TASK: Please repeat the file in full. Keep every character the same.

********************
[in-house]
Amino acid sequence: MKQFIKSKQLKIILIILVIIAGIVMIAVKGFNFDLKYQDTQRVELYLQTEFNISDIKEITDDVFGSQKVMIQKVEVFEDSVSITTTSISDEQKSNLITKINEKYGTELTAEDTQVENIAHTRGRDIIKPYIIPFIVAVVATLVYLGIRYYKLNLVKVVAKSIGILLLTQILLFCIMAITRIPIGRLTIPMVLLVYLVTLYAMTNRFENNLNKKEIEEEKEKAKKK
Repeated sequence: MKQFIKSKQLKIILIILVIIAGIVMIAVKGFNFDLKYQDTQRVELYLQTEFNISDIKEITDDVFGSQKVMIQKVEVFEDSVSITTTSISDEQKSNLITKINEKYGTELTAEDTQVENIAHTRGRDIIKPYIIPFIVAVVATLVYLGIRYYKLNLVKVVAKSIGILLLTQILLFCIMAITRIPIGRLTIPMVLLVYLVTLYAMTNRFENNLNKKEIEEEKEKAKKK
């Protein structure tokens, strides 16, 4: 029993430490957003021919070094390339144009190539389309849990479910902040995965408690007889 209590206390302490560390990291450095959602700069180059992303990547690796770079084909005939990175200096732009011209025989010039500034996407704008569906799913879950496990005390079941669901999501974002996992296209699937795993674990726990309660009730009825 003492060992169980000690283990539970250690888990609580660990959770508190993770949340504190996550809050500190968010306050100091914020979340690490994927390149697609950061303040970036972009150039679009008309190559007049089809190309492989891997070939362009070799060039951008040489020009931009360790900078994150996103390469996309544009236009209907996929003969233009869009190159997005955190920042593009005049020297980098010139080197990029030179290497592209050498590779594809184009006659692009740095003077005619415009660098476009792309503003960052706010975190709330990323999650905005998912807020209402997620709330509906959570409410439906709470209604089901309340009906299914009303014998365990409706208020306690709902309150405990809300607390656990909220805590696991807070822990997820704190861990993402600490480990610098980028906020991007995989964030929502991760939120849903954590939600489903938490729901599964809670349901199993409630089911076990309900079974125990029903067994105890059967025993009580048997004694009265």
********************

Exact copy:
[in-house]
Amino acid sequence: MKQFIKSKQLKIILIILVIIAGIVMIAVKGFNFDLKYQDTQRVELYLQTEFNISDIKEITDDVFGSQKVMIQKVEVFEDSVSITTTSISDEQKSNLITKINEKYGTELTAEDTQVENIAHTRGRDIIKPYIIPFIVAVVATLVYLGIRYYKLNLVKVVAKSIGILLLTQILLFCIMAITRIPIGRLTIPMVLLVYLVTLYAMTNRFENNLNKKEIEEEKEKAKKK
Repeated sequence: MKQFIKSKQLKIILIILVIIAGIVMIAVKGFNFDLKYQDTQRVELYLQTEFNISDIKEITDDVFGSQKVMIQKVEVFEDSVSITTTSISDEQKSNLITKINEKYGTELTAEDTQVENIAHTRGRDIIKPYIIPFIVAVVATLVYLGIRYYKLNLVKVVAKSIGILLLTQILLFCIMAITRIPIGRLTIPMVLLVYLVTLYAMTNRFENNLNKKEIEEEKEKAKKK
């Protein structure tokens, strides 16, 4: 029993430490957003021919070094390339144009190539389309849990479910902040995965408690007889 209590206390302490560390990291450095959602700069180059992303990547690796770079084909005939990175200096732009011209025989010039500034996407704008569906799913879950496990005390079941669901999501974002996992296209699937795993674990726990309660009730009825 003492060992169980000690283990539970250690888990609580660990959770508190993770949340504190996550809050500190968010306050100091914020979340690490994927390149697609950061303040970036972009150039679009008309190559007049089809190309492989891997070939362009070799060039951008040489020009931009360790900078994150996103390469996309544009236009209907996929003969233009869009190159997005955190920042593009005049020297980098010139080197990029030179290497592209050498590779594809184009006659692009740095003077005619415009660098476009792309503003960052706010975190709330990323999650905005998912807020209402997620709330509906959570409410439906709470209604089901309340009906299914009303014998365990409706208020306690709902309150405990809300607390656990909220805590696991807070822990997820704190861990993402600490480990610098980028906020991007995989964030929502991760939120849903954590939600489903938490729901599964809670349901199993409630089911076990309900079974125990029903067994105890059967025993009580048997004694009265």